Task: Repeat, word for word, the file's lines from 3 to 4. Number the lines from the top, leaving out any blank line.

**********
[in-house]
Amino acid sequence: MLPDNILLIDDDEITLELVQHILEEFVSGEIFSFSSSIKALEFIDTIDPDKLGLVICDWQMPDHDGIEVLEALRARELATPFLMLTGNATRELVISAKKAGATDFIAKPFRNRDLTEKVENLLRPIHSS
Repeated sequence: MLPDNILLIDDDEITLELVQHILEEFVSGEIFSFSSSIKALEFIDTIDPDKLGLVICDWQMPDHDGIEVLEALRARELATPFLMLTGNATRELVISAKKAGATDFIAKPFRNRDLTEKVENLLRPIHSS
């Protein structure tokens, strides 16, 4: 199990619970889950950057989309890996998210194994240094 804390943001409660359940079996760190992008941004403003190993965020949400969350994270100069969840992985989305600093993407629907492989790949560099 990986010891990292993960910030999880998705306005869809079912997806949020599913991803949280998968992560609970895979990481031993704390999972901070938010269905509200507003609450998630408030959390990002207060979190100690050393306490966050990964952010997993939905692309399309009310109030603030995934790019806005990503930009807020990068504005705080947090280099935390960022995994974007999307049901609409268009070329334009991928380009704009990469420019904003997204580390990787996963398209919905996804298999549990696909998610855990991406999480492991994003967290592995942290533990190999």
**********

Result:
Repeated sequence: MLPDNILLIDDDEITLELVQHILEEFVSGEIFSFSSSIKALEFIDTIDPDKLGLVICDWQMPDHDGIEVLEALRARELATPFLMLTGNATRELVISAKKAGATDFIAKPFRNRDLTEKVENLLRPIHSS
């Protein structure tokens, strides 16, 4: 199990619970889950950057989309890996998210194994240094 804390943001409660359940079996760190992008941004403003190993965020949400969350994270100069969840992985989305600093993407629907492989790949560099 990986010891990292993960910030999880998705306005869809079912997806949020599913991803949280998968992560609970895979990481031993704390999972901070938010269905509200507003609450998630408030959390990002207060979190100690050393306490966050990964952010997993939905692309399309009310109030603030995934790019806005990503930009807020990068504005705080947090280099935390960022995994974007999307049901609409268009070329334009991928380009704009990469420019904003997204580390990787996963398209919905996804298999549990696909998610855990991406999480492991994003967290592995942290533990190999």